Volvo is hoping to put a charge back into your driving, with the announcement of perhaps the most comprehensive electrification plans in today’s auto industry.
The Swedish company has announced plans (in order of implementation) for plug-in hybrids across its entire model range, a new stable of small electrified cars and a new dedicated electric car for sale by 2019. The strategy is all predicated on the expectations that electrified vehicles will account for roughly 10% of Volvo’s annual new car sales by the end of the decade.
“We believe that the time has come for electrified cars to cease being a niche technology and enter the mainstream,” said Håkan Samuelsson, President and CEO of Volvo Cars in outlining the company’s belief that plug-in hybrid cars offer customers the best combination of efficiency, range and convenience.
The first step is the evolution of its 90 series and 60 series cars, with plug-in hybrid versions. That’s already begun with the T8 Twin Engine All-Wheel Drive plug-in XC90, and will be followed up with a plug-in S90 premium sedan expected for the 2017 model year, to replace the S80 name. It will be followed up in quick order by a V90 wagon (replacing the V70) and a front-wheel drive Twin Engine plug-in (presumably the smaller S60 sedan). All products are developed from Volvo’s Scalable Product Architecture (SPA).
Volvo takes pride in claiming its XC90 T8 Twin Engine is one of the cleanest and most powerful seven-seat SUV on the market, delivering net 407 horsepower to reach 100 km/h in just 5.6 seconds, while emitting just 49 g/km CO2 with a pure electric range of 43 km and a segment-best 2.1 l/100 km combined fuel-economy.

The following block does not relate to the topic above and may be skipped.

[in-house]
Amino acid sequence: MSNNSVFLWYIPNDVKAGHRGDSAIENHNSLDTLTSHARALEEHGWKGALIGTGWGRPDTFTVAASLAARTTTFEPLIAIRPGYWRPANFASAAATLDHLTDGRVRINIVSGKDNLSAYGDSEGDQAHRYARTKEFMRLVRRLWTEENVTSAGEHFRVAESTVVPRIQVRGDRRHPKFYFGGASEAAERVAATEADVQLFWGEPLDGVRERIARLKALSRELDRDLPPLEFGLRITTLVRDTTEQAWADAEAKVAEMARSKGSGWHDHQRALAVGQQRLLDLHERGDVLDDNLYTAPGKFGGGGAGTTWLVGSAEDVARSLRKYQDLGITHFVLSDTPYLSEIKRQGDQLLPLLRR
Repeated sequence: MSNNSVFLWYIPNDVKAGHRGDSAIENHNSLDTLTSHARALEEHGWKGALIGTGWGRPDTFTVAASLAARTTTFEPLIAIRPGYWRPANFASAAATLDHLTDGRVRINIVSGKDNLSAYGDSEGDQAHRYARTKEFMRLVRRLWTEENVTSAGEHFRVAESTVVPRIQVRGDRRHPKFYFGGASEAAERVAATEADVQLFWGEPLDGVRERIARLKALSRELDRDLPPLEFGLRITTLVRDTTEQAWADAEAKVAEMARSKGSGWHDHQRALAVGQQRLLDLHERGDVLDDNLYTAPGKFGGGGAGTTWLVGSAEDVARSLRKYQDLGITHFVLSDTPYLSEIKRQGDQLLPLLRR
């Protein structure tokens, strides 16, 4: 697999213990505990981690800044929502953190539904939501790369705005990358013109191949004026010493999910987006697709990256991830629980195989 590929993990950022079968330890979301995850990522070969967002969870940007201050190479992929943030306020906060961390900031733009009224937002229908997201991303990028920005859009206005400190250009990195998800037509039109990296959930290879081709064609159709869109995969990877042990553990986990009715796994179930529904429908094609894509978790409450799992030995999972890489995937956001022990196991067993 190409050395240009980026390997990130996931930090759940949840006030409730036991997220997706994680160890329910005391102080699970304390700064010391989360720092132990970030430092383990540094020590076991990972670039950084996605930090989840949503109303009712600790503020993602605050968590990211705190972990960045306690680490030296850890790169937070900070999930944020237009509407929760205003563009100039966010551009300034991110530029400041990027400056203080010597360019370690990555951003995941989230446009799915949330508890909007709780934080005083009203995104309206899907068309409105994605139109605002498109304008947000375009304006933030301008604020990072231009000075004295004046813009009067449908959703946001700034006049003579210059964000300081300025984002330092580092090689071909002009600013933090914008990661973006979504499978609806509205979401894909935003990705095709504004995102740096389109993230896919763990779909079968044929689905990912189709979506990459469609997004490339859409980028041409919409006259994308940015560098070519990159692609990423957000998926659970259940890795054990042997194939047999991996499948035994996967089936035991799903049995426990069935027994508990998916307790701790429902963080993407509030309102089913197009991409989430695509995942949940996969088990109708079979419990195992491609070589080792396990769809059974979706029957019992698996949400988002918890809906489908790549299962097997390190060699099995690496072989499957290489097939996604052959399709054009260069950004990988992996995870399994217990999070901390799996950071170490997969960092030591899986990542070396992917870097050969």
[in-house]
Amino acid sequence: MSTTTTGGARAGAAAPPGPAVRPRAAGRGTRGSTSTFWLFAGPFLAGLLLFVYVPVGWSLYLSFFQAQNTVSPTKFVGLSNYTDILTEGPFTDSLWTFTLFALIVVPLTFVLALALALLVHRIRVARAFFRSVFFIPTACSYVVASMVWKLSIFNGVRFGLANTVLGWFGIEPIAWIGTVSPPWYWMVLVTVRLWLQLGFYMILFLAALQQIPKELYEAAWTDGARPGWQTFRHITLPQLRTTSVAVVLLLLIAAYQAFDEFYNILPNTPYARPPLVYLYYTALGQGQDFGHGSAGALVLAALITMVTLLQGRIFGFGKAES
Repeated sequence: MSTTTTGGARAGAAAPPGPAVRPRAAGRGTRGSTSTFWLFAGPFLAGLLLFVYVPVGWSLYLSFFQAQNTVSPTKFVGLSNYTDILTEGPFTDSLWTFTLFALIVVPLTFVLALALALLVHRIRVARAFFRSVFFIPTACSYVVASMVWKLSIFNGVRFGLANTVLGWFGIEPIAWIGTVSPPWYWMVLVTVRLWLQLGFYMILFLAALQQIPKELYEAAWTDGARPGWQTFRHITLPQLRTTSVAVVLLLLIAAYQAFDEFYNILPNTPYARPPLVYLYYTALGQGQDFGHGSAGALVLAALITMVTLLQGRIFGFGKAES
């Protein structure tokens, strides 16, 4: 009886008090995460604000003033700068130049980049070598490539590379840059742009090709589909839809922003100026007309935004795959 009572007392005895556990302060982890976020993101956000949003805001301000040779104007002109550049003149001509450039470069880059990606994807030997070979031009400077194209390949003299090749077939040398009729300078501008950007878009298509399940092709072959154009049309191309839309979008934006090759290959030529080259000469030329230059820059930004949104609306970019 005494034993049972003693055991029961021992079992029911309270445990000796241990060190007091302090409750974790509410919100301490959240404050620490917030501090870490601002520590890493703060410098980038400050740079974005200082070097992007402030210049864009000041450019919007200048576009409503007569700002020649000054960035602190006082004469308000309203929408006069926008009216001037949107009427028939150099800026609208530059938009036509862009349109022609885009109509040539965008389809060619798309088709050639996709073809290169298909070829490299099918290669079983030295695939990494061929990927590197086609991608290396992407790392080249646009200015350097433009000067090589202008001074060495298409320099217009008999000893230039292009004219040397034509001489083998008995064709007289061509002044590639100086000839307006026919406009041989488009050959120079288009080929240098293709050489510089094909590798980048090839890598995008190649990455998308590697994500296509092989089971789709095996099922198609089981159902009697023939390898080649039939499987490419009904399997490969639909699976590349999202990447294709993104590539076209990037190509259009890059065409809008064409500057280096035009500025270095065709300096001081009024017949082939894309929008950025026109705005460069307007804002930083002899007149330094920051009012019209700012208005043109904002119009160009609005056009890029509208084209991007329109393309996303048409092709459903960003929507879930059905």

Dr. Peter Mertens, Senior Vice President for Research and Development claims Volvo research has shown that “people are driving our Twin Engine cars in electric mode around 50% of the time, meaning our plug-in hybrids already offer a real alternative to conventional powertrain systems.”
Beyond its large car platform, Volvo then turns its attention toward introducing an all-new 40 series based on its Compact Modular Architecture (CMA). The current European-only V40 hatchback is derived from Ford’s Global C Platform used for the C-Max, Escape, Focus, Transit Connect and Lincoln MKC. The current Mazda5 and previous Mazda3 are/were also derived from the platform.
Last on the depth chart is a new all-electric car for sale by 2019.
“With around 40 years of experience in the field of electrification, Volvo Cars has learned a lot about battery management along the way, delivering the best range per kilowatt hour in the industry,” concluded Dr. Mertens. “Battery technology has improved, costs are going down, and public acceptance of electrification is no longer a question. We have come to a point where the cost versus benefit calculation for electrification is now almost positive.”